Whatever deprives a man of personal individual motive for self-improvement and robust exertion will not make him free, but on the contrary more servile and in the long run less intelligent, industrious and free, for freedom is a matter of character and will power.
A person not aware of his faults and failings will not work on self-improvement. But if he overexaggerates the extent of his negative qualities and behavior, he will become discouraged and his discouragement will prevent him from improving.
An honor-seeker is not really interested in self-improvement. He is only interested in gaining approval from others. Hence, he will disregard any fault he has if he knows that others will not notice it. On the other hand, a person who is able to forego his honor is able to focus on truth. His only thought is to do the right thing and he is willing to sacrifice his honor for his principles. Such a person will eventually receive honor, for he will constantly work on improving himself.
Anyone who works on self-improvement will find faults. An honest look at ourselves will show we are not on as high a spiritual level as we thought. Do not be excessively upset about this for it is a universal experience and should not disturb your peace of mind to the degree it will prevent you from further growth.
"Know thyself" means: devote time each day to studying yourself... ferreting out your weakness, working at self-improvement, purifying your immortal soul.
Self-acceptance is more important than self-improvement. There is no possibility of self-improvement without the prerequisite of self-acceptance... Interdependence is more important than independence.
Humility leads to the highest distinction, because it leads to self-improvement. Study your own characters; endeavor to learn and to supply your own deficiencies; never assume to yourselves qualities which you do not possess; combine all this with energy and activity, and you cannot predicate of yourselves, nor can others predicate of you, at what point you may arrive at last.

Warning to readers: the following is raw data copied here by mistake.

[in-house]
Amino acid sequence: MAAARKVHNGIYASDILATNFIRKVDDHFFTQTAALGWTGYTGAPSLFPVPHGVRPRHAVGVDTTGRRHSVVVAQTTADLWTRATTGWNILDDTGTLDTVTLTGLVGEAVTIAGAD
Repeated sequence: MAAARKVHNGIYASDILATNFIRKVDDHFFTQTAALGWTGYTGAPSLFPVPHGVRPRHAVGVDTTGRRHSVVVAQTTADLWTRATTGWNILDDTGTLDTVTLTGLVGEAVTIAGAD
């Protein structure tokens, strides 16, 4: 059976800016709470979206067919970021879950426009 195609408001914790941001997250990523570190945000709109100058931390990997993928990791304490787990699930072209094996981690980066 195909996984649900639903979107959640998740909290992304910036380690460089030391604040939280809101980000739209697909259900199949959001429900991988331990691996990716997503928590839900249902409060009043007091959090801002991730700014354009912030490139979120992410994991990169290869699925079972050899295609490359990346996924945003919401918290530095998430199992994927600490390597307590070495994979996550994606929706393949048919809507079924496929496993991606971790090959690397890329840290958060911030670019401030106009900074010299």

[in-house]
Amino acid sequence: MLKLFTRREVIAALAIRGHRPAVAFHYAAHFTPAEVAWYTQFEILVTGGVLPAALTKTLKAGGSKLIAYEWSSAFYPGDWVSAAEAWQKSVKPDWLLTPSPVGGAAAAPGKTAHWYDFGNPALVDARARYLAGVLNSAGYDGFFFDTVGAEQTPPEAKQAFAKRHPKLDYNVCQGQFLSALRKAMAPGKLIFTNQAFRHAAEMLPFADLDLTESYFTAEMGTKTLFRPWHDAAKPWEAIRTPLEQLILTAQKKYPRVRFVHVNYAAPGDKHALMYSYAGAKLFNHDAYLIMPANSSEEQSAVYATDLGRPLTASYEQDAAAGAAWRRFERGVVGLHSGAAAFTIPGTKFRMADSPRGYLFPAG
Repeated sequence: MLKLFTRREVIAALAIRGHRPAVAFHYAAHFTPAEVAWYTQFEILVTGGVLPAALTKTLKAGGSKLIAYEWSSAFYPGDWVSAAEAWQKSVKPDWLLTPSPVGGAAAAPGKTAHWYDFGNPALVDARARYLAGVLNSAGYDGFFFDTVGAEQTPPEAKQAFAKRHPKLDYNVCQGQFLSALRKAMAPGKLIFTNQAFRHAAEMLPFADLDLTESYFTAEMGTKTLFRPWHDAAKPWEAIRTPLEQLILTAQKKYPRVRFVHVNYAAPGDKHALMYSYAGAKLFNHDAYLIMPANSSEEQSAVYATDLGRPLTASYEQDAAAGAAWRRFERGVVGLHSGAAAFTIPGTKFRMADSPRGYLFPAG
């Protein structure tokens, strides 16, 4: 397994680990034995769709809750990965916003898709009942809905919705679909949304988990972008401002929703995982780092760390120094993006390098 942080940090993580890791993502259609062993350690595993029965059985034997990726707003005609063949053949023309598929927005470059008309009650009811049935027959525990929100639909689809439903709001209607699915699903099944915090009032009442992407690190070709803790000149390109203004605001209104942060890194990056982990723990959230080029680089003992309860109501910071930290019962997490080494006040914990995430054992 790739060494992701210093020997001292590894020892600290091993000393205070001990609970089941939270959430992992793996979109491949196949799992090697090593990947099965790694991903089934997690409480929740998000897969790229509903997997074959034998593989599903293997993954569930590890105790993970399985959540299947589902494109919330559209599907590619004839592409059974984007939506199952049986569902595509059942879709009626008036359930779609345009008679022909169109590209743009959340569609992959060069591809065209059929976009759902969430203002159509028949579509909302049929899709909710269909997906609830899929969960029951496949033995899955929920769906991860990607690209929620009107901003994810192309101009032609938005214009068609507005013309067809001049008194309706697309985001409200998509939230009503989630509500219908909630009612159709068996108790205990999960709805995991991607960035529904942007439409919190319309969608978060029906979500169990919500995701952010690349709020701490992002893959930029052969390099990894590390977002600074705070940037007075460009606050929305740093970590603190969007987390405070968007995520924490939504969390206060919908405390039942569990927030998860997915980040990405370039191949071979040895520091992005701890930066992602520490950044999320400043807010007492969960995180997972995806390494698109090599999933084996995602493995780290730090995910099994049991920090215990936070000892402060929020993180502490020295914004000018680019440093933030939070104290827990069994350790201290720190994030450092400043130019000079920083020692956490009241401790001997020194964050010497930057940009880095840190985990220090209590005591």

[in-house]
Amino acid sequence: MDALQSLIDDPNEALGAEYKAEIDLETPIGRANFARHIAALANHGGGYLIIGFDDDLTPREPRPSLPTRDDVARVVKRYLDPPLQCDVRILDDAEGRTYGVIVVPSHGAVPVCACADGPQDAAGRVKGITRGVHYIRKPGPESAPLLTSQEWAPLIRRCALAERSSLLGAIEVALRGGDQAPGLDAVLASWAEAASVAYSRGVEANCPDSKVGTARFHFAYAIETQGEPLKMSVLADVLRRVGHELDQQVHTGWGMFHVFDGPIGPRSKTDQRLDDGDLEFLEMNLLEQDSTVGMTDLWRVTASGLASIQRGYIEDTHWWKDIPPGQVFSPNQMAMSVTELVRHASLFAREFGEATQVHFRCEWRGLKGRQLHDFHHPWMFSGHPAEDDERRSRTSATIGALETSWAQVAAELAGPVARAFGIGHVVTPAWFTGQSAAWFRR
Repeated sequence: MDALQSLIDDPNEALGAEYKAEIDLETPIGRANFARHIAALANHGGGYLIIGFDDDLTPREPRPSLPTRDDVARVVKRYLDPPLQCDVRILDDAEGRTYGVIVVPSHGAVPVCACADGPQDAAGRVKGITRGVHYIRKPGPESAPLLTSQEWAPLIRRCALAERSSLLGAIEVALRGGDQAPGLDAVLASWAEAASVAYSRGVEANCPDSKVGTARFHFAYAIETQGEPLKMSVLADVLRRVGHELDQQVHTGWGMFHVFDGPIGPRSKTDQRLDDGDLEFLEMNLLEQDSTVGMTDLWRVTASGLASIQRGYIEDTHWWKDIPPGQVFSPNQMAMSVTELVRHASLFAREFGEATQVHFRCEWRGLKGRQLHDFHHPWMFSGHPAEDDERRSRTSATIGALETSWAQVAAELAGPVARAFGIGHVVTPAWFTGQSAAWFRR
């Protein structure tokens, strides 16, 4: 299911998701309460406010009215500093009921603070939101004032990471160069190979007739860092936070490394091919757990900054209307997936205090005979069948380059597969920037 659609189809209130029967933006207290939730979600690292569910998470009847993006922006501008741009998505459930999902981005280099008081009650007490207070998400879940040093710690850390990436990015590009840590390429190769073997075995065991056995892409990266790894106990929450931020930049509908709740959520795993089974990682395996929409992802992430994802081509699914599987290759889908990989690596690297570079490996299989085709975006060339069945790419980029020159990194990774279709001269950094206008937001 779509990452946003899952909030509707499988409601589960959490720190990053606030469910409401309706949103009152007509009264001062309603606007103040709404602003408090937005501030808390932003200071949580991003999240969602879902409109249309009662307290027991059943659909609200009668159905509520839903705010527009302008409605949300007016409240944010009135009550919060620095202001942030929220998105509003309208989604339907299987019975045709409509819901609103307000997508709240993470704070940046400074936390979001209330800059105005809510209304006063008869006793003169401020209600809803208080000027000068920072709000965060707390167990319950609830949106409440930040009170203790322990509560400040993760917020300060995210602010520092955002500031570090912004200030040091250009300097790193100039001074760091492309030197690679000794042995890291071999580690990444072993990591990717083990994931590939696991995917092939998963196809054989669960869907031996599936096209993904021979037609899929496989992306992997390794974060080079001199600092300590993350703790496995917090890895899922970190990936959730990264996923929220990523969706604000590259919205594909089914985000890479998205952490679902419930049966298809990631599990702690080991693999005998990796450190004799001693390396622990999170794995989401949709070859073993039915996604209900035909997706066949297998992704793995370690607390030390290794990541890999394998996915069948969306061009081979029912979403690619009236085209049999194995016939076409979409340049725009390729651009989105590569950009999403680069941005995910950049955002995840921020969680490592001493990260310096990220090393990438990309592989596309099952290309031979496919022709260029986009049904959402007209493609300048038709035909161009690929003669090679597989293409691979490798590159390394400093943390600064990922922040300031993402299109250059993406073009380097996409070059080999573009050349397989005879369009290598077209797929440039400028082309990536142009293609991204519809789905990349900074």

The wellspring of courage and endurance in the face of unbridled power is generally a firm belief in the sanctity of ethical principles combined with a historical sense that despite all setbacks the condition of man is set on an ultimate course for both spiritual and material advancement. It is his capacity for self-improvement and self-redemption which most distinguishes man from the mere brute. At the root of human responsibility is the concept of perfection, the urge to achieve it, the intelligence to find a path towards it, and the will to follow that path if not to the end at least the distance needed to rise above individual limitations and environmental impediments. It is man's vision of a world fit for rational, civilized humanity which leads him to dare and to suffer to build societies free from want and fear. Concepts such as truth, justice and compassion cannot be dismissed as trite when these are often the only bulwarks which stand against ruthless power.
No one seriously doubts Socrates' maxim: The unexamined life isn't worth living. Self-assessment and attempts at self-improvement are essential aspects of "the good life." Yes, we should engage in ruthless self-reflection and harsh scrutiny, but we should simultaneously acknowledge that such introspection will, at best, only result in a partial view of our minds at work. Complete objectivity is not an option.
There is probably no act, for instance, which does good to anyone without doing harm to someone else, and vice versa.
It is not enough to do your best; you must know what to do, and THEN do your best.
I am a sacrifice to my True Guru. He shall not abandon me; He shall surely carry me across.